We have mentioned the Ars Nova. The Italian composer, Jacopo da Bologna wrote in that style. He mostly wrote madrigals, both secular (as in a love song) and sacred; canonic (where the same melody starts at different times in different voices, as in Row, Row, Row Your Boat) and non-canonic; laudat-ballata (sacred but-noncanonical songs, such as Christmas carols) and motets (sacred polyphonic choral pieces meaning, literally, movement of voices against each other). The motet was a rather formal form in the organum tradition of multiple voices over a “cantus firmus,” or plainsong; it marked the beginning of polyphonic music known as counterpoint, i.e., point against point, or melody against melody. Rather than parts that merely harmonizing with the cantus firmus, as the modern Protestant hymn, each part tended to be an interesting melody in itself, hence, “polyphonic.” Despite that, his works often include parallel fifths which would be prohibited at the height of the polyphonic era, such as the music of Bach.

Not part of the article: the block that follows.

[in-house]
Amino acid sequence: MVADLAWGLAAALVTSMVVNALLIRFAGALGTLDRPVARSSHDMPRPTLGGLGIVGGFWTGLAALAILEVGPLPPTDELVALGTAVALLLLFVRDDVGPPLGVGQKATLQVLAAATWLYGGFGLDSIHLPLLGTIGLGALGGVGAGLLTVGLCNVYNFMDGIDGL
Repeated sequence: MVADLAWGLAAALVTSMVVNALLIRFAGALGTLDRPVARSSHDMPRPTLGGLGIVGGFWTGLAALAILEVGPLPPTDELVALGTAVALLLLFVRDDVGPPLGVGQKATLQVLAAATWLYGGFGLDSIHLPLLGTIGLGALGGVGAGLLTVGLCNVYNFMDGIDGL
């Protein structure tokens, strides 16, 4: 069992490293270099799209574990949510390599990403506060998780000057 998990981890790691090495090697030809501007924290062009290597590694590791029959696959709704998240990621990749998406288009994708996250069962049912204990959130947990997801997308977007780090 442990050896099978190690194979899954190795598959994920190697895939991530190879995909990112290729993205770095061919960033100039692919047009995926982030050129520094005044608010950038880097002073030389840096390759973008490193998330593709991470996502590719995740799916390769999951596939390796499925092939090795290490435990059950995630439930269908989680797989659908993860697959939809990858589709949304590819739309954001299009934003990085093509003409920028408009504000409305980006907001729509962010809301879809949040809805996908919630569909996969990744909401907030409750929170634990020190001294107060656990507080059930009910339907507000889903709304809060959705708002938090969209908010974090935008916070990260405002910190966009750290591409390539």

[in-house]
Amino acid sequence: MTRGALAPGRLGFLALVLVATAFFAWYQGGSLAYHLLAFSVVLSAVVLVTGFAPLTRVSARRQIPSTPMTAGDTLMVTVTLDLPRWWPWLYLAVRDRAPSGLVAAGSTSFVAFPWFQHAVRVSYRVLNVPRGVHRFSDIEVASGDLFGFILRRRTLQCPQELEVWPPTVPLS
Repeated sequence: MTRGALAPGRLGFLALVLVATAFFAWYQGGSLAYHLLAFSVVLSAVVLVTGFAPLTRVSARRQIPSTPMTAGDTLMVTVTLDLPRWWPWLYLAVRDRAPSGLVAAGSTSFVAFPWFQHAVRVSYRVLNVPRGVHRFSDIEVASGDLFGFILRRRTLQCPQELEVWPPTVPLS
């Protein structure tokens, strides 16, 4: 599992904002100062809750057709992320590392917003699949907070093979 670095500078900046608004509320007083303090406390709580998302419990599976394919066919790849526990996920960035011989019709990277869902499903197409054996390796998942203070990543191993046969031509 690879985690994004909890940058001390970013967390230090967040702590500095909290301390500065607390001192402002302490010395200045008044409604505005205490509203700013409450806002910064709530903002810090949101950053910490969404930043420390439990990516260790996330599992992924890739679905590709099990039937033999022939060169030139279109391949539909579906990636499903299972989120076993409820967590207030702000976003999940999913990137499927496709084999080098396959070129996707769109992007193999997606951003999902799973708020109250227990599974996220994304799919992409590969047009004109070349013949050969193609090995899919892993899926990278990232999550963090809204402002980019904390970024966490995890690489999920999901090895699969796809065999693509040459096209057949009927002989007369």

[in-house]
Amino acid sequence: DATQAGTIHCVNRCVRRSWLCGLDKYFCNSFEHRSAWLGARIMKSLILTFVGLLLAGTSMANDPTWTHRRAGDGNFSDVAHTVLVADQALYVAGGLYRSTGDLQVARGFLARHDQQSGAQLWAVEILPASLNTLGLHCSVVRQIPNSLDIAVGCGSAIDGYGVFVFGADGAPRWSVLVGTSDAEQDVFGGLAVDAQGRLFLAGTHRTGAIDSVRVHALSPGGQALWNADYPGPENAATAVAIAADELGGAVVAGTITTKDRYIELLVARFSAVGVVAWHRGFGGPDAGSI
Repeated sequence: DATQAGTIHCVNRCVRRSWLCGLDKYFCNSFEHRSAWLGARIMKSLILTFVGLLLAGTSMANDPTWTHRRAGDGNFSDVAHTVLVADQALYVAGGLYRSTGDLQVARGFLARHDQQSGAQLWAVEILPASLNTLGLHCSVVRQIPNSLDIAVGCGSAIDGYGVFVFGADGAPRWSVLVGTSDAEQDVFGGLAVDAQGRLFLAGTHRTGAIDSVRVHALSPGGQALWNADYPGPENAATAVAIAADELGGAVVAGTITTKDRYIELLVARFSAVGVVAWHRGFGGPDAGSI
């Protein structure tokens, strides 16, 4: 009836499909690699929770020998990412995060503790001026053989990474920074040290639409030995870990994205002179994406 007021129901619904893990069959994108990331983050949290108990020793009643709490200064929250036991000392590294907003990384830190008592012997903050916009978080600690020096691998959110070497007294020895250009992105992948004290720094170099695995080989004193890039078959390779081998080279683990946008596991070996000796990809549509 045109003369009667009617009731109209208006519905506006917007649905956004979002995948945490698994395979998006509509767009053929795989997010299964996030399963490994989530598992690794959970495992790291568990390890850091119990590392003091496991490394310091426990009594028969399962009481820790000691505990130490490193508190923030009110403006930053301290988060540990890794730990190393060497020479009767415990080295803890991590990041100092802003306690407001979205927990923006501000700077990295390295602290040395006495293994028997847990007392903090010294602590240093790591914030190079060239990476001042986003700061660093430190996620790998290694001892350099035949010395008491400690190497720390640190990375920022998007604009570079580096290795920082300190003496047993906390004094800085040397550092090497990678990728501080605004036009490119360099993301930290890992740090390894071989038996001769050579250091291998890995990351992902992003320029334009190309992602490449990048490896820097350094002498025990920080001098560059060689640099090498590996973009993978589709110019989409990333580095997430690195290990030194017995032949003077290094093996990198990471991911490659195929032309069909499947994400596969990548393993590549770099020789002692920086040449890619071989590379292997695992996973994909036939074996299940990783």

See http://www.youtube.com/watch?v=QlxbuBiRim8&feature=related, which, I assume, is an instrumental rendition of a choral work.
http://www.youtube.com/watch?v=a-FYwWFgesU and http://www.youtube.com/watch?v=Q-75q6AMf3E&feature=fvwrel for choral performances of his works which I believe are secular; but I have been unable to find any sacred examples. However, I did want to include him because of the remarkable contribution he made to the development of counterpoint.
See, also http://www.classicalarchives.com/composer/8861.html for what again appear to be recordings of secular works.
Links to my site:
Home Page https://bibleartists.wordpress.com/